Apple's Aperture 3 adds face recognition, GPS

New version of Apple's professional photography software adds more than 200 new features, including the popular Faces and Places introduced in iPhoto '09.

Apple released on Tuesday the next generation of its professional photography workflow software, Aperture 3. Among more than 200 new features is the addition of face recognition and GPS location for photos.

Faces and Places are popular features introduced with the consumer-oriented iPhoto '09, but it didn't take long before Aperture users wanted the same functionality in the professional software too. While the basics are the same, Kirk Paulsen, Apple's senior director of photo apps product marketing, said the features have been enhanced for Aperture.

Paulsen told CNET that Apple took the Faces feature and applied it to individual projects within Aperture. This allows people to search for faces within a small segment of their photo library, instead of the entire library like iPhoto does.

Aperture 3's Faces feature allows you to create of library of your photo subjects. Apple

Aperture 3 also supports Places and enhances the use of GPS data by supporting GPS logs. For example, if you were taking pictures in New York City, you could drop one of the photos onto a map, and Aperture's Places function would then drop the rest of the photos in the correct place automatically, using the GPS data.

Another major feature of this release is the introduction of nondestructive brushes. This allows you to paint effects onto certain parts of an image. If you wanted to add polarization to the sky of a photo, you could choose that effect, adjust the size of a brush, and paint the effect on the sky.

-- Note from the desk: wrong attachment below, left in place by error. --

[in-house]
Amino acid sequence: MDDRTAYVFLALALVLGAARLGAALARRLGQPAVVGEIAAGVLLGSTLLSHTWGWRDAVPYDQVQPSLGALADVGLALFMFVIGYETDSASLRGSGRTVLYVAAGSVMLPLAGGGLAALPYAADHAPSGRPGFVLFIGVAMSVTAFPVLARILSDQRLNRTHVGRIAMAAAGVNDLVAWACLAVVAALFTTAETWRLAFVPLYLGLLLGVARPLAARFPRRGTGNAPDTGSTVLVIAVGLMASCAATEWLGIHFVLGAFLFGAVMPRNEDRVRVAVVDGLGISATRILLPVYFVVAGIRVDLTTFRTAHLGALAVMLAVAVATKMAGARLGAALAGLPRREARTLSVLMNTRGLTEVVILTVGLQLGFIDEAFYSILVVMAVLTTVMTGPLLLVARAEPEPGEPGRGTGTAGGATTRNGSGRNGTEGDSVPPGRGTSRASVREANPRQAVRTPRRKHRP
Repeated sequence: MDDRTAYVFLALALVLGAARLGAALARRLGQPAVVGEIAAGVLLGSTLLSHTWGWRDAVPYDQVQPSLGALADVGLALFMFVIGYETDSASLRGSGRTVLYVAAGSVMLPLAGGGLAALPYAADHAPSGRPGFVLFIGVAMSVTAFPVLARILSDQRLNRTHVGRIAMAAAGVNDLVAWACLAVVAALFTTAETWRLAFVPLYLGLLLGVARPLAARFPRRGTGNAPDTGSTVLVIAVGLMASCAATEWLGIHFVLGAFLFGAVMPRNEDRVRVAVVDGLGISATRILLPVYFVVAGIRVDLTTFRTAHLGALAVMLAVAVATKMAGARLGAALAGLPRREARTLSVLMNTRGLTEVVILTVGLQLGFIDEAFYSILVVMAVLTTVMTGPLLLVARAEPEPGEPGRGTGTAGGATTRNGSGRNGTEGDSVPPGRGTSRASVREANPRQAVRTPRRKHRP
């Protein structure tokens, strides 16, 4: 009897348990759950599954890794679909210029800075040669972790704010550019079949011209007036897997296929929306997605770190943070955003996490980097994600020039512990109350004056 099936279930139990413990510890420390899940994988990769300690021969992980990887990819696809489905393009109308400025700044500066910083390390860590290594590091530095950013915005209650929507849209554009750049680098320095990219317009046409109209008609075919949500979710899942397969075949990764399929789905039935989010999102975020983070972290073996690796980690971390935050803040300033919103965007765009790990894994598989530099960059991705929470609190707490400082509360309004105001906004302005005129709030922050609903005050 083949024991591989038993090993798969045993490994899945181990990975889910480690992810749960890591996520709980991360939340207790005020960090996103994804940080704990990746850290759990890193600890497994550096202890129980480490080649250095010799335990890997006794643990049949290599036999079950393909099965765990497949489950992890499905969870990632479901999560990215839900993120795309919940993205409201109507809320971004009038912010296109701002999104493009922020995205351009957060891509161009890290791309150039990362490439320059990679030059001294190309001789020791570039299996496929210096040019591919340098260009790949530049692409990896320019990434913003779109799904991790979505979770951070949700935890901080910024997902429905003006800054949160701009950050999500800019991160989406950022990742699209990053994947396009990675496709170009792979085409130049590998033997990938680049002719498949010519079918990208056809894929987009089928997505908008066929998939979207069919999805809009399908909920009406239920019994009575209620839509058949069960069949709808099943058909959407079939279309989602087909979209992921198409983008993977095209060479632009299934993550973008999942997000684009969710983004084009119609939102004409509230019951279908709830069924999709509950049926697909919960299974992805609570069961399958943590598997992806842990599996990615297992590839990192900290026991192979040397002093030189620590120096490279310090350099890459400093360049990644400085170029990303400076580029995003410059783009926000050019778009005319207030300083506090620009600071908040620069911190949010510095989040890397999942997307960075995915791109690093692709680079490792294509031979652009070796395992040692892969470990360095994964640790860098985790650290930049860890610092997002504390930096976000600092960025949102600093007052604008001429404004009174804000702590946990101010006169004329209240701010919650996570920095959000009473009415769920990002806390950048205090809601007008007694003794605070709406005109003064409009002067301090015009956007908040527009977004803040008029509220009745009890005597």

Part of the problem with applying effects like this is making sure they don't bleed to other parts of the image. Paulsen said that Aperture 3 now automatically detects the edges in photos, so the effects will only go where you want them.

Aperture 3 also supports HD video, which has become a bigger part of a photographer's workflow in recent years. Using the same engine found in iPhoto, Aperture can now use photos, audio, text, and video to build slideshows, according to Paulsen.

Overall, Paulsen said, Aperture 3 brings a lot of easy-to-use features to a professional-level application.

"The focus of this release is about combining pro performance with iPhoto simplicity," he said.

Apple has been working with several professional photographers over the last few months, getting their feedback and making adjustments to the software before its release. They include National Geographic photographer Jim Richardson, Sports Illustrated photographer Bill Frakes, and commercial photographer Chase Jarvis.

Jarvis told CNET that the full multimedia support was among his favorite new features, especially for his workflow that combines photos and video. "If a piece of software is really good, it just becomes a part of your day," said Jarvis. "Aperture gets a glowing two-thumbs up."

Aperture 3 costs $199, or $99 for an upgrade. A 30-day trial version is available from Apple's Web site.

About the author

Jim Dalrymple has followed Apple and the Mac industry for the last 15 years, first as part of MacCentral and then in various positions at Macworld. Jim also writes about the professional audio market, examining the best ways to record music using a Macintosh. He is a member of the CNET Blog Network and is not an employee of CNET. He currently runs The Loop.

 

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